\"\"
Piano Forum logo

Ways to get faster fingers! (Read 1003 times)

Offline slurred_beat

  • PS Silver Member
  • Jr. Member
  • ***
  • Posts: 53
Ways to get faster fingers!
« on: April 09, 2021, 10:11:28 PM »
Hi all. I'm wondering if there are ways to get my fingers faster so I can play faster passages. What are good tips to get my fingers really fast? I always feel there is limits to my speed. I want to go faster  8) This is because it sounds cool and proffessionall pianists play the pieces fast and I think it sounds better that way so I want to be able to do it also. Do you have any tips?

Offline j_tour

  • PS Silver Member
  • Sr. Member
  • ***
  • Posts: 2558
Re: Ways to get faster fingers!
«Reply #1 on: April 10, 2021, 03:17:18 AM »
I'm wondering if there are ways to get my fingers faster so I can play faster passages.

Yes.

Quote
What are good tips to get my fingers really fast?

Break it down.

Like so:





Quote
I always feel there is limits to my speed.

There is.  You probably just haven't reached it yet.
My name is Nellie, and I take pride in helping protect the children of my community through active leadership roles in my local church and in the Boy Scouts of America.  Bad word make me sad.

Offline caevon

  • PS Silver Member
  • Newbie
  • ***
  • Posts: 8
Re: Ways to get faster fingers!
«Reply #2 on: April 10, 2021, 07:58:31 AM »
Sounds like you need better technique. Practice scales and arpeggios. I recommend Hanon's The Virtuoso Pianist and Czerny Op. 299 (then Op. 740) for technical studies.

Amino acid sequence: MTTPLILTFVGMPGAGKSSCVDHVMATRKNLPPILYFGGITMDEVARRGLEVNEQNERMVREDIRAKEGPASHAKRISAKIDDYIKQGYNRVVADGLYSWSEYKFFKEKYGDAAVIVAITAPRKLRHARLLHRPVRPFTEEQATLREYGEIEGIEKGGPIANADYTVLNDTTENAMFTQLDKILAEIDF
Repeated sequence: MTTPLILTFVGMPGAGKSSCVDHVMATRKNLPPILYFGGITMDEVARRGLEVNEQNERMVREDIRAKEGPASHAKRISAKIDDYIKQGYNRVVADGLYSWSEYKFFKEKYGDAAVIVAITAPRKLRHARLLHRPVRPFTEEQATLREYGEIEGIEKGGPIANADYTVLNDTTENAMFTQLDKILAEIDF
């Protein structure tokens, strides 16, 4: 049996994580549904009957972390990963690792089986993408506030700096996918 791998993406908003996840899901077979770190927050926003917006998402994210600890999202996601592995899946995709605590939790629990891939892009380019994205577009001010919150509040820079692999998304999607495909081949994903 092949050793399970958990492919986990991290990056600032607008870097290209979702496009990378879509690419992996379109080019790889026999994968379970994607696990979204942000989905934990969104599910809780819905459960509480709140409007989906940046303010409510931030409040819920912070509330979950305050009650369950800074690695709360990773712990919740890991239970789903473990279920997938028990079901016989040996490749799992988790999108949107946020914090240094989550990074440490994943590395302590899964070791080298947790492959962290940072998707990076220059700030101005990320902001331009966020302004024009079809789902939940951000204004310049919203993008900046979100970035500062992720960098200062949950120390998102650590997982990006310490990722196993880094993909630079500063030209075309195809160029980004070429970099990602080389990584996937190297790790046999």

Offline brogers70

  • PS Silver Member
  • Sr. Member
  • ***
  • Posts: 1203
Re: Ways to get faster fingers!
«Reply #3 on: April 10, 2021, 11:57:13 AM »
It's good to practice scales and arpeggios, but just playing through them, or through Hanon or Czerny, won't help unless you are practicing them in a way that will actually help you figure out how to increase your speed. I've found a lot of Josh Wright's tips on increasing speed to be very helpful (finger staccato, lots of different rhythms - like the one j tour wrote out explicitly - ,various relaxation exercises). The single most helpful idea I've gotten is that speed is as much or more about how fast you can get your finger off the key as it is about how fast you can get it on the key - but maybe that's just me.

In any case. Here's one link to Josh Wright; if you find it helpful, it's easy to search for more.


Offline ivorycherry

  • PS Silver Member
  • Full Member
  • ***
  • Posts: 164
Re: Ways to get faster fingers!
«Reply #4 on: April 10, 2021, 04:32:25 PM »
I honestly don’t recommend Hanon at all unless you’re an early beginner. It’s a waste of time and doesn’t help with anything. What I do and the “technique” I recommend to you is to play all your scales and arpeggios in different ways and rhythms on different days. A quote my teacher has “You gain control by manipulation”. Not in real life though(well, maybe) but in piano because once your brain gets more perspectives and ways of playing something it gets a better understanding and control over it. I think it’s also very important to be loose and relaxed when playing fast. I agree with brogers70, watch the Josh Wright video, he has a lot of helpful tips.

Offline lelle

  • PS Silver Member
  • Sr. Member
  • ***
  • Posts: 1097
Re: Ways to get faster fingers!
«Reply #5 on: April 10, 2021, 09:49:04 PM »